There are also issues of continuity, but if I’m being honest. I don’t care. Continuity is a tool, not a straightjacket, and retcons are part and parcel of telling stories in shared spaces. I think it is fair to strategically ignore minor plot points from one story so that they can be explored fully in another. Much hay has been made from calling Star Wars “modern mythology”, but all folklore, from the heroes of ancient Greece to the Knights of the Round Table to the cowboys and Indians of the American West, are stories told by different people in different places and different times. Telling old stories in new ways from new perspectives is the very definition of folklore, so I’m not going to be bothered by inconsistencies in movies and TV shows separated by decades.

Yet if the show drags in places, it does, unlike the Book of Boba Fett, make up for it in ways that a tighter, streamlined version of this story would likely have had to gloss over. For example, I’m very glad that the show got to spend time showing Bail and Breha and Owen and Beru being loving parents to Leia and Luke. Those relationships are footnotes in the original movies, but they are just as, if not more important, as the twins’ blood ties to Vader.

Most importantly, I think Obi-Wan Kenobi‘s finale stuck the landing. The climatic confrontation was strong both as a duel of Force users, but also an emotional conflict between brothers turned enemies. At first I thought maybe they’d cribbed a bit too much from Ahsoka’s battle with Vader in Star Wars: Rebels, but the way Anakin’s voice intermingled with Vader’s as he told Ben “You didn’t kill Anakin Skywalker. I did.” was a punch to the gut, and this scene alone makes this story a worthy addition to Star Wars lore.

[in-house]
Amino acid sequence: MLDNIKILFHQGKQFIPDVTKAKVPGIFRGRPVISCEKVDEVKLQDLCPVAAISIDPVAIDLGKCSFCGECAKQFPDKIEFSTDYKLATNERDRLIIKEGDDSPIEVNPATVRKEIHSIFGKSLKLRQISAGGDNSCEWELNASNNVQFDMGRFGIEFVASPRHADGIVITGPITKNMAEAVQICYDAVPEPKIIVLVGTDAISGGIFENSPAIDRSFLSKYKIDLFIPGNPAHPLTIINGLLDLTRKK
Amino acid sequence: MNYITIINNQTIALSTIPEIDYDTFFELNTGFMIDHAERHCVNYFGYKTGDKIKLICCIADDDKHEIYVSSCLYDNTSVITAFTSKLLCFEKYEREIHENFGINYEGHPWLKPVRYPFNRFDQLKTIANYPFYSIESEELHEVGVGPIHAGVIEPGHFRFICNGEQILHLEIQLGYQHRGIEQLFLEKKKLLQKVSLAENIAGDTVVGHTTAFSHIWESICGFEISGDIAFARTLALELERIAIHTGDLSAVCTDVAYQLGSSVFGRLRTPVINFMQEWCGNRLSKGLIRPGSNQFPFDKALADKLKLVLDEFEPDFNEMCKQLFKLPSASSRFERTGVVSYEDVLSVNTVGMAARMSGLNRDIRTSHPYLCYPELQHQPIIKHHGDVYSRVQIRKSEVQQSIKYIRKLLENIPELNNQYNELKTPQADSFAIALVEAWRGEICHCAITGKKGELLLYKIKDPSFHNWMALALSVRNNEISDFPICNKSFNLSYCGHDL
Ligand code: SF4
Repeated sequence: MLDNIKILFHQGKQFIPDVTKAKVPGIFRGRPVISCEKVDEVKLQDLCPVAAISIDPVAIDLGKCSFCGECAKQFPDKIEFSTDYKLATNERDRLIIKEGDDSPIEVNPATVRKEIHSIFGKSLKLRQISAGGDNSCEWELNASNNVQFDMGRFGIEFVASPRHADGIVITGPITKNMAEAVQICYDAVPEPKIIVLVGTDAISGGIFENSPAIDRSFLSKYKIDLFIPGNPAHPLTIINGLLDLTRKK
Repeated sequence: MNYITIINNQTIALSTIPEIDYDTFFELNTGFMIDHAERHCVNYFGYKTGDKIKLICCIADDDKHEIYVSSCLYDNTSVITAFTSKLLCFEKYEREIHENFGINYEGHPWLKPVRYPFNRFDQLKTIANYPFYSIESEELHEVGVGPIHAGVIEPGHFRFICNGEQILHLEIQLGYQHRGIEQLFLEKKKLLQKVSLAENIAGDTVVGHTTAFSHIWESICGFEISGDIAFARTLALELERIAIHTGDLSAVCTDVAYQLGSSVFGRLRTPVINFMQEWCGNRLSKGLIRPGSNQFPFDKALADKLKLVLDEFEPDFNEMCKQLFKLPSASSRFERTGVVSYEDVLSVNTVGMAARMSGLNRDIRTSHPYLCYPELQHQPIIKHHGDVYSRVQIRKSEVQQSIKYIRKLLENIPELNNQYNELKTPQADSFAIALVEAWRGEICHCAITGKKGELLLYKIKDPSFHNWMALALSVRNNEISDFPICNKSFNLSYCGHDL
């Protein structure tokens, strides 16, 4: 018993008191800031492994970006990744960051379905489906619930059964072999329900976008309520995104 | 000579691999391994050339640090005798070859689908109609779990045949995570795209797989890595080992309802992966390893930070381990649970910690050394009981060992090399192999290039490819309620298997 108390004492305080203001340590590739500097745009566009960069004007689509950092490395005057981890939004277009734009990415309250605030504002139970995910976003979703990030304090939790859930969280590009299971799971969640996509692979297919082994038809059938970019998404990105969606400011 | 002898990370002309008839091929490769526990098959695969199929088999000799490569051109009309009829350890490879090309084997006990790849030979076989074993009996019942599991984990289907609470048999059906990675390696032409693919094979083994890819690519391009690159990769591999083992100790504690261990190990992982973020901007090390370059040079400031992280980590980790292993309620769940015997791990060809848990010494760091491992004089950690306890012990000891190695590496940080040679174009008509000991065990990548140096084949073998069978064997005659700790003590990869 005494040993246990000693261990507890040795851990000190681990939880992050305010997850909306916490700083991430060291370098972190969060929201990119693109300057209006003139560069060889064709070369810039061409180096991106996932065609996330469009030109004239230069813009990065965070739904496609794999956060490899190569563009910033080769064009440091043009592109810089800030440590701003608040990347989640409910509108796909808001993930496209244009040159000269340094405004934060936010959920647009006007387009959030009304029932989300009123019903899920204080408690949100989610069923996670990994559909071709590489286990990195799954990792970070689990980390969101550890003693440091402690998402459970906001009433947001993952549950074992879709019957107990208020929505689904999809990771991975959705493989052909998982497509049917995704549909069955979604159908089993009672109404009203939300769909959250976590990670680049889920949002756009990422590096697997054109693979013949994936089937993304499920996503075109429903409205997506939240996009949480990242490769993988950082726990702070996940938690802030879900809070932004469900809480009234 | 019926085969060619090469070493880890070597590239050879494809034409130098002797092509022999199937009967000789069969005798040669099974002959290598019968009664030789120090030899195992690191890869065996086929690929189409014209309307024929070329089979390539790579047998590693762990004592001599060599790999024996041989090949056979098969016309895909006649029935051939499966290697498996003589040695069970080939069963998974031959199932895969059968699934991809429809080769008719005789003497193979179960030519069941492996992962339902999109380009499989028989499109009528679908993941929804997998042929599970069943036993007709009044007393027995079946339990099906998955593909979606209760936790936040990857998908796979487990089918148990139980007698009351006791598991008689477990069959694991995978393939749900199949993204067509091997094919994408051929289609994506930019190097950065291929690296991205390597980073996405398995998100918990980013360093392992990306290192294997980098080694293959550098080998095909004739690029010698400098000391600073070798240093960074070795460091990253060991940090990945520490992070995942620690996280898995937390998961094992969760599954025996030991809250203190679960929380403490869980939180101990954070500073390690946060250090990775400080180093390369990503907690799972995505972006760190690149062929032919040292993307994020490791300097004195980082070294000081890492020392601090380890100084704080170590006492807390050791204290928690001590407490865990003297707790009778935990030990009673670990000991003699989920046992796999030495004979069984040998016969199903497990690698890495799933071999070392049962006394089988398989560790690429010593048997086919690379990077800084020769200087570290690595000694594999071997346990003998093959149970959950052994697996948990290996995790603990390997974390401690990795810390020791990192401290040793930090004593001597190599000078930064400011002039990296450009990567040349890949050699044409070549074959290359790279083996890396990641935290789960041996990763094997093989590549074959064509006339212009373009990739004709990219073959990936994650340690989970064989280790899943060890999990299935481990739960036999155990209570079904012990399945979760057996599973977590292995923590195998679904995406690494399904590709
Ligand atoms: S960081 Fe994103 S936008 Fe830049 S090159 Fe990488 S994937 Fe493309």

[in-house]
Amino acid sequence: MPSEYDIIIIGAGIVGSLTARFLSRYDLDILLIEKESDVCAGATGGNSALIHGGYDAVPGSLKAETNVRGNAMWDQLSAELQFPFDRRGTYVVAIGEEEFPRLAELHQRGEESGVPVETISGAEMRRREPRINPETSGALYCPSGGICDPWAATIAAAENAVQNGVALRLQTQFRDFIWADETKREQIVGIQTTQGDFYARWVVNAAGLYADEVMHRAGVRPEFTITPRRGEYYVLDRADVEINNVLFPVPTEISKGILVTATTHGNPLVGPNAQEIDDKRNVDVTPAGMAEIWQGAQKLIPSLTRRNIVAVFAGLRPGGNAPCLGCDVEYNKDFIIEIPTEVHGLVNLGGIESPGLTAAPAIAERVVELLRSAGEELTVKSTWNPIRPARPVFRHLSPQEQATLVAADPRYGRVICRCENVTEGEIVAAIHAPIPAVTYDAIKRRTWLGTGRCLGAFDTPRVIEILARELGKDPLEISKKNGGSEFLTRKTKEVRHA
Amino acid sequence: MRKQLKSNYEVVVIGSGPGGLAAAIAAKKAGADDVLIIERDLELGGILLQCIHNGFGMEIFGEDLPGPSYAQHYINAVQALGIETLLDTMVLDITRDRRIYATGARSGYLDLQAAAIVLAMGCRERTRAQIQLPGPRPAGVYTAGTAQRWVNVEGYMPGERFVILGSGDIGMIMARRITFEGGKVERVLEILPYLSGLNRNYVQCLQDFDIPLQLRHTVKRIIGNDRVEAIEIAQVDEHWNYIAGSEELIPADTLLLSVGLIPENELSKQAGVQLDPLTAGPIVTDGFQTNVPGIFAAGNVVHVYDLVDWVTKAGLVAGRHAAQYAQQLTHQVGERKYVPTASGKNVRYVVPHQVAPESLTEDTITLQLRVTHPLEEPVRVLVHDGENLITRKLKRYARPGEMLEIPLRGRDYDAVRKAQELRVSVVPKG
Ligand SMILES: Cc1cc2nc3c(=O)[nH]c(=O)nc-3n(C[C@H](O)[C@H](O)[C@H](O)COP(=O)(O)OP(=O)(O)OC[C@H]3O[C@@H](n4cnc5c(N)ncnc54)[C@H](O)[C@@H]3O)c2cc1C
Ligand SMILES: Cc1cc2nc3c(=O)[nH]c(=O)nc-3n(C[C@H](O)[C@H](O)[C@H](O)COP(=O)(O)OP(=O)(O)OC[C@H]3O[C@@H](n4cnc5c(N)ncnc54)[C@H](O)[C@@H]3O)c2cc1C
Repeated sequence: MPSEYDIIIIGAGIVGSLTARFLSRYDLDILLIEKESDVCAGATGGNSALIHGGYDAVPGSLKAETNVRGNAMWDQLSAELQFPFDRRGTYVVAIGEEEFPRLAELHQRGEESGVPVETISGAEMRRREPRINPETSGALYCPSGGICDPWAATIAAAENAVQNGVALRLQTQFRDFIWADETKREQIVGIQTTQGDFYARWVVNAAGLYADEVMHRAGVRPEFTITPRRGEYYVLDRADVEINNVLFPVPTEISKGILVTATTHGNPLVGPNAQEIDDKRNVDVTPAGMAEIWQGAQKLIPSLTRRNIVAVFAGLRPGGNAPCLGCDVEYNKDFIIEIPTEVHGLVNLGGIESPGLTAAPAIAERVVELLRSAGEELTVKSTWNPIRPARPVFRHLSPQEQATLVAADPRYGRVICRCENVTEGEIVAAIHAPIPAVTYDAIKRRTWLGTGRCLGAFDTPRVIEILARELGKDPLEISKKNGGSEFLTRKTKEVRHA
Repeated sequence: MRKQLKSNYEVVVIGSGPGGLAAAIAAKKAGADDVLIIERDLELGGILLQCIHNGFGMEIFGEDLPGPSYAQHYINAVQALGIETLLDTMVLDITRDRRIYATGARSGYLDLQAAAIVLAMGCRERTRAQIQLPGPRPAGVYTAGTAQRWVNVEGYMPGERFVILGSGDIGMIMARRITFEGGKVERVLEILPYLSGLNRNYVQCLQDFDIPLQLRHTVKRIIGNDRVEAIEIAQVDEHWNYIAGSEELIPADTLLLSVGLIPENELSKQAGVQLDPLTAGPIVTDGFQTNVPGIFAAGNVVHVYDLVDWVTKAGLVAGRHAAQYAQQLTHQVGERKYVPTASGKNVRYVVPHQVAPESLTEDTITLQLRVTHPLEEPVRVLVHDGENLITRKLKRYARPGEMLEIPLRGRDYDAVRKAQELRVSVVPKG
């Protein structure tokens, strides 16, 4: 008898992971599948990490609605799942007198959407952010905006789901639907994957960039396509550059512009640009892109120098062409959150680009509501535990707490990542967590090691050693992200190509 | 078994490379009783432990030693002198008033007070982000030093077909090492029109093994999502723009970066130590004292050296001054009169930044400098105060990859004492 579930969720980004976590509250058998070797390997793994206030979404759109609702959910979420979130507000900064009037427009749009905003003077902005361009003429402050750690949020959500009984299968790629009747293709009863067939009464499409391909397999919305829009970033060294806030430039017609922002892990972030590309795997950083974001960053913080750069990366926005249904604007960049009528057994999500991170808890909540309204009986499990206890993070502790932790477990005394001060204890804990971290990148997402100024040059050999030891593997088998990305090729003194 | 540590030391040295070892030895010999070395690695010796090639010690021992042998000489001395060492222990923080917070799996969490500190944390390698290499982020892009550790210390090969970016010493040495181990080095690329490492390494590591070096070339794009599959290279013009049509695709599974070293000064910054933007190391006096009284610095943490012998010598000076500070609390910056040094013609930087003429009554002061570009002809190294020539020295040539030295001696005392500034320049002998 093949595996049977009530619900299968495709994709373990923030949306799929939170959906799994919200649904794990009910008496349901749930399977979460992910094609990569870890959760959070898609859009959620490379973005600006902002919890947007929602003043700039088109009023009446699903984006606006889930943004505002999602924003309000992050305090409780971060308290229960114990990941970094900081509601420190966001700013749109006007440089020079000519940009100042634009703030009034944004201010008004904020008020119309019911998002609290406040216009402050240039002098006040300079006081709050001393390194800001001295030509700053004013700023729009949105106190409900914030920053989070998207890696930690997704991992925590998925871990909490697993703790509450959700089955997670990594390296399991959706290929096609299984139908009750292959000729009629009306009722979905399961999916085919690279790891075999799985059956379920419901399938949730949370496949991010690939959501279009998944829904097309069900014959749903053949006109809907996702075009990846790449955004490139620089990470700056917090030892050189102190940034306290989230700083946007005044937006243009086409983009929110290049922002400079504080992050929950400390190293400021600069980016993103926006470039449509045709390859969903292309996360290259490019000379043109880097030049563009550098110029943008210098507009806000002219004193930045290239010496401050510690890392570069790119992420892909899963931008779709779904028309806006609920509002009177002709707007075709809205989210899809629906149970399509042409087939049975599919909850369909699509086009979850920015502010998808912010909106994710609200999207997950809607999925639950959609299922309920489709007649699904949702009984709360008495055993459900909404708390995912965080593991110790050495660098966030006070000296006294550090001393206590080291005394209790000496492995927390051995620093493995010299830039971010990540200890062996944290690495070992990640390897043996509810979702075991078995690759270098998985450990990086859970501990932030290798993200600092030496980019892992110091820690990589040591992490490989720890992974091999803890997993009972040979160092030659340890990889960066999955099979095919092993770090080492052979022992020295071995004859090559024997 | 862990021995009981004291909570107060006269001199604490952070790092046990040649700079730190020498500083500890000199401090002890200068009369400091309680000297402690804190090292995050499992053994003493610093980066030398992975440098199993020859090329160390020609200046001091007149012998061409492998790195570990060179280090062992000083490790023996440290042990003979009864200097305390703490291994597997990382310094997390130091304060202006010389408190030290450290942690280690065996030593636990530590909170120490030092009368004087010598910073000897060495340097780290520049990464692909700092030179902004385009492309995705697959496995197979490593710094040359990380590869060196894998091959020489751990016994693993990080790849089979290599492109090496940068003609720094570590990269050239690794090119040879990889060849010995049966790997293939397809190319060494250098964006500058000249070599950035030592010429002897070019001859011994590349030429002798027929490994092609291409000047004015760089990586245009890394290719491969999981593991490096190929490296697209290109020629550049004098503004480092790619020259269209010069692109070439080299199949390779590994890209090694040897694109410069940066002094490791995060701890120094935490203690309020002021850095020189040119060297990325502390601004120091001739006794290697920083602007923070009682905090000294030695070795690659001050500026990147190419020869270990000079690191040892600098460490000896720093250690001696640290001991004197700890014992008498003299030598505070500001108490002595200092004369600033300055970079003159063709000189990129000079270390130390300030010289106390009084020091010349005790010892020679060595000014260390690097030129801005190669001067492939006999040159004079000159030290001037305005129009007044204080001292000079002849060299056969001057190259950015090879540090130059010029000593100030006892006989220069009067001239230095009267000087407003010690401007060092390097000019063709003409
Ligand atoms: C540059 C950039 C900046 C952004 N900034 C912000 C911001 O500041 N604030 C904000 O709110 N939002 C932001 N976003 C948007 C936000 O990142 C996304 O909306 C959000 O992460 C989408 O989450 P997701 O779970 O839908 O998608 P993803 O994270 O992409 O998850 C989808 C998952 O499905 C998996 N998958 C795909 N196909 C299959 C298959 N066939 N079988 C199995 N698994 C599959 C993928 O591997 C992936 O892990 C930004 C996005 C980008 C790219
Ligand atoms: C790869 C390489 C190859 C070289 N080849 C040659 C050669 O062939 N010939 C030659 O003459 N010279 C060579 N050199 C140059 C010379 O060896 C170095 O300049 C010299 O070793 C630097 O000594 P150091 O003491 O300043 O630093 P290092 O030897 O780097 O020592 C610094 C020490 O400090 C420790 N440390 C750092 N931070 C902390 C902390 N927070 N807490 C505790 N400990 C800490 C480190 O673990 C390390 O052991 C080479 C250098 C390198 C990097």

The show ends with a couple of moments that I might consider to be fan-service if they weren’t so well earned. Liam Nesson is the best part of The Phantom Menace, and his brief appearance is a welcome resolution to Ben’s arc from the very first episode. And meme or not, I must tip my hat to the show for its perfect deployment of the line “Hello there.”

From Kenobi to Beniko

Finally, I think it might be fun to look at the show from the perspective of a SWTOR player. Certainly this adventure leaves little doubt that Obi-Wan is a Sage, and as someone who has mained a Sage since launch, I sure would like to pull off some of his moves in the game. No more pebbles, Bioware, only boulders!

There are striking visual and conceptual parellels between Vader’s battle with Obi-Wan in episode three and Vaylin’s confrontation with Senya in SWTOR’s Betrayed cinematic. Both Anakin and Vaylin were robbed of their childhoods and came into their own broken and betrayed by those who should have nurtured them. Like Obi-Wan, Senya is consumed by her regrets and failure to protect her children. It takes more than being one with the Force to raise a kid in this screwed up galaxy, it seems.

Unlike, Vader, Vaylin’s story may not be over just yet, so I’m curious to see how much like the Dark Lord of the Sith she truly becomes.

Obi-Wan Kenobi, like so much Star Wars lore, explores stories of characters struggling to become who they are in a world where it’s not always clear if the Force is with you or it serves you. Are Reva and Lana Sith? Are Ahsoka and Sa’har Jedi? And should those labels matter?

These questions can be the foundations of interesting stories. And that is kind of why I love Star Wars.